Because of the guarantee, the interest rate should be favorable. The schools could also charge additional tuition. Any entity, local or foreign, could establish such schools provided they meet enrolment requirements stipulated earlier as well as those that would prevent them from becoming either the one-teacher school or the giant educational factories. Further, parents and teachers should constitute the majority of the governing board to ensure that the school’s mission would not be subverted. The board would have total control, including choosing the medium of instruction and the setting of fees. The board would be accountable to the students and parents; they would monitor the school better than any government official.

As added precaution, these schools must post performance bonds to repay the government’s grants as well as reimburse the students should the school be closed. Such schools should have clearly stated objectives. They could prepare students for any matriculating examination. Some could emphasize the fine arts, others, foreign languages or the sciences. These schools could look to their leading counterparts abroad as their model. Schools preparing students for American universities could emulate Groton and Exeter. Such schools would also attract foreign students and be a source of valuable foreign earnings.

For the non-college bound, there could be vocational charter schools started by private companies. Proton could have one to train automotive and body mechanics; a consortium of construction companies could start one to train plumbers, electricians, and other skilled workers. A group of hotels could start one to train workers for their industry. Industry, not the ministry, would set the curriculum. If there is a demand there could be schools preparing students for Arabic and Chinese universities. Such schools must of course meet the enrolment mix stipulated earlier.

Charter schools would lead to greater integration, as students would take classes and do extra curricular activities together, an improvement over the present vision schools or the Pupil Integration Plan. To prevent such schools from becoming enclaves of the rich, they would have to provide scholarships for the poor. They should also provide hostel facilities so students from rural areas would not be excluded. The schools should also have adequate facilities (playing fields, auditoriums) to preclude their being set up above shop lots.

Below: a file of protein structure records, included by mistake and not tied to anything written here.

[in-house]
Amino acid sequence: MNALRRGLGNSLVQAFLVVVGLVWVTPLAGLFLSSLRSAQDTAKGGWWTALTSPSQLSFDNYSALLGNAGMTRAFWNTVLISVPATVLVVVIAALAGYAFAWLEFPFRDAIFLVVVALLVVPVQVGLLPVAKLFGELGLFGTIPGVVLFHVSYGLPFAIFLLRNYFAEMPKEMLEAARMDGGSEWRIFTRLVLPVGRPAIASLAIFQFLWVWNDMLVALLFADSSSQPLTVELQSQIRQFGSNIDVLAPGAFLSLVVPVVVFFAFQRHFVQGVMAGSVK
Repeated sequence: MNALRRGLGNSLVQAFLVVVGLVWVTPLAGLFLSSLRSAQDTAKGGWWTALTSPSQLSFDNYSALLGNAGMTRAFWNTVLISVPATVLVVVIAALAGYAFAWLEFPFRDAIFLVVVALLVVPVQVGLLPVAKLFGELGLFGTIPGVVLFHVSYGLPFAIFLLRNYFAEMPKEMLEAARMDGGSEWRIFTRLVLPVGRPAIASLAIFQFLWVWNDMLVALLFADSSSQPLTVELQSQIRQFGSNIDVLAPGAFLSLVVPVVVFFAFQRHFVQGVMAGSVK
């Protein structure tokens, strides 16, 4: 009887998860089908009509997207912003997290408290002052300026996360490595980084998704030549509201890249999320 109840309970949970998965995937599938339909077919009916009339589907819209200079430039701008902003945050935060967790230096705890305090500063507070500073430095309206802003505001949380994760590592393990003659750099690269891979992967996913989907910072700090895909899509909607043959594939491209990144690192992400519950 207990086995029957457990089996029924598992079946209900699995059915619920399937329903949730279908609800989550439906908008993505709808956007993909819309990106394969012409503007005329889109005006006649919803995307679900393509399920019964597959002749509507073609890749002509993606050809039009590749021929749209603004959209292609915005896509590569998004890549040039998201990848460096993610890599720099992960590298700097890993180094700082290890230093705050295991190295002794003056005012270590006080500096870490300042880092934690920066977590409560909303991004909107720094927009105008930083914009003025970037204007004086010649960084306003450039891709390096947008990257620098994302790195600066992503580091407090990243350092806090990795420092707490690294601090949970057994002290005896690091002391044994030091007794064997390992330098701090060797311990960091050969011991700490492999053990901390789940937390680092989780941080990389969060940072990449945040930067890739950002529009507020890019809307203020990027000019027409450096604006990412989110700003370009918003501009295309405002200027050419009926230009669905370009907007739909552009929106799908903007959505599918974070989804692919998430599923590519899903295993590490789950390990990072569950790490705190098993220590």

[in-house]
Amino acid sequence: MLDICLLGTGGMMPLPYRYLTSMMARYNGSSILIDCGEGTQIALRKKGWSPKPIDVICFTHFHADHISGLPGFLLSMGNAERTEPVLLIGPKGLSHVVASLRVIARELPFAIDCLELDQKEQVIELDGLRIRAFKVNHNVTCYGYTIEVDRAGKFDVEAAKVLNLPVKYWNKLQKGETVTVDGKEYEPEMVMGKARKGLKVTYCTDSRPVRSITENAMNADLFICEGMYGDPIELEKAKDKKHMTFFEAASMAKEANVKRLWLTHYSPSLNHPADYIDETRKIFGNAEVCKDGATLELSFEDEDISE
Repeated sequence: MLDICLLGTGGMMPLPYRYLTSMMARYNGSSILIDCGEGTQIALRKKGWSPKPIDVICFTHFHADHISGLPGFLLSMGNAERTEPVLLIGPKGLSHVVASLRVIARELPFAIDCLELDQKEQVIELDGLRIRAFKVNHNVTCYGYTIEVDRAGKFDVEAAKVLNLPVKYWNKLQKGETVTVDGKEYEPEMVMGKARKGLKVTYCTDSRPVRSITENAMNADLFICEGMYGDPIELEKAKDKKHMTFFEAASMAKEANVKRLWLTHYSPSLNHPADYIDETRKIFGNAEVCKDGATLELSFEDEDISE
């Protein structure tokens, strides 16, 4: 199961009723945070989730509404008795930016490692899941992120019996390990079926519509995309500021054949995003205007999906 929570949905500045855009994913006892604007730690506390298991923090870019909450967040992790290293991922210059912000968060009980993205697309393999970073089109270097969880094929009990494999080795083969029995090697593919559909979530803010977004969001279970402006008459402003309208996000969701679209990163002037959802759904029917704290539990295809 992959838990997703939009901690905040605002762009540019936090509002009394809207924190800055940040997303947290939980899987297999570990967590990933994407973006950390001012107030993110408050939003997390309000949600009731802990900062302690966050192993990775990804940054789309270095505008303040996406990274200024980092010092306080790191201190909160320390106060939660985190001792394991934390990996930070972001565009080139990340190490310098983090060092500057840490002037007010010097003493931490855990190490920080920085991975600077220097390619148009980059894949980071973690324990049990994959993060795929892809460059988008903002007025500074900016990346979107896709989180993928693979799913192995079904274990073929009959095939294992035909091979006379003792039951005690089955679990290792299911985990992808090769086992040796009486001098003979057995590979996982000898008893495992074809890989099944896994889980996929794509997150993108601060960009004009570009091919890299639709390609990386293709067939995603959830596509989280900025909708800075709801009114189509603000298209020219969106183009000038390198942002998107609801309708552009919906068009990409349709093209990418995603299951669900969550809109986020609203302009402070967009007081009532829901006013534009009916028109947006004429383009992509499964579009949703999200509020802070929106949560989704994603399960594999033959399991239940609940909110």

Private schools on the other hand would not get any state funding. Like charter schools, they would still have to post performance bonds to protect their consumers. To make sure that they play their proper role in nation building and in fostering national unity, these schools should also have a student body that reflects society. The only curricular requirement is that their students must demonstrate competence in Malay and the subject should be taught daily. The students would also have to sit for the same national examination in Malay language as students in national schools. Private schools would thus have greater autonomy than charter schools, as befits their status in not getting any public funds.

Adopting charter and private schools would require a major shift in thinking and attitude on the part of the education establishment; a paradigm shift, to use the current cliché. They must also disabuse themselves from the ingrained idea that innovations and pedagogical wisdom are the exclusive preserve of ministry bureaucrats or that the government is the only entity that can provide quality education.

Malaysia should start small, by granting charters to about 20-25 primary schools and 10-12 at the secondary level, and the same number for totally private schools. After a few years carefully evaluate the program with a view of enhancing it. Malaysia benefited immensely by allowing private sector involvement at the tertiary level. It would also benefit by having the private sector be involved in the schools. If Malaysia could reach the stage where Chile is today with nearly half the students opting for non-public schools, imagine the lessening of the load on MOE. It could then pay more attention to those who really need its help.

Next: Testing! Testing!…I, 2, 3!